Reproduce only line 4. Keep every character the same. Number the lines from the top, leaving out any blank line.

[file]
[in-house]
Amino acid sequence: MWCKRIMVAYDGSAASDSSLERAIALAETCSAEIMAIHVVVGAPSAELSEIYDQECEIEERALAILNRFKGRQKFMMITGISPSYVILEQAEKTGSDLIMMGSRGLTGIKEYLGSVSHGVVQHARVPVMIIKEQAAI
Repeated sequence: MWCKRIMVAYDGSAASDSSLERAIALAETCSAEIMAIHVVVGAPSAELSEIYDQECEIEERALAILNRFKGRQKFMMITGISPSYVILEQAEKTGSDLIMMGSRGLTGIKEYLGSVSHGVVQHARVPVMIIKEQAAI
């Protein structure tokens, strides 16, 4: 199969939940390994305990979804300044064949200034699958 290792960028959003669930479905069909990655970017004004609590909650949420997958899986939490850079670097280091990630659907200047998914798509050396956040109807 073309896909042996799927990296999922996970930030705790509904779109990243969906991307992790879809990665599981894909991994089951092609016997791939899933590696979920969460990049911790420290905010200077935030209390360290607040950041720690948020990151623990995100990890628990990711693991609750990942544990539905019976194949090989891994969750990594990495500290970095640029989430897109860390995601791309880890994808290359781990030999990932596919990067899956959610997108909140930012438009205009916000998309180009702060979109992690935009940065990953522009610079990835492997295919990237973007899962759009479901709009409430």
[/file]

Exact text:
């Protein structure tokens, strides 16, 4: 199969939940390994305990979804300044064949200034699958 290792960028959003669930479905069909990655970017004004609590909650949420997958899986939490850079670097280091990630659907200047998914798509050396956040109807 073309896909042996799927990296999922996970930030705790509904779109990243969906991307992790879809990665599981894909991994089951092609016997791939899933590696979920969460990049911790420290905010200077935030209390360290607040950041720690948020990151623990995100990890628990990711693991609750990942544990539905019976194949090989891994969750990594990495500290970095640029989430897109860390995601791309880890994808290359781990030999990932596919990067899956959610997108909140930012438009205009916000998309180009702060979109992690935009940065990953522009610079990835492997295919990237973007899962759009479901709009409430």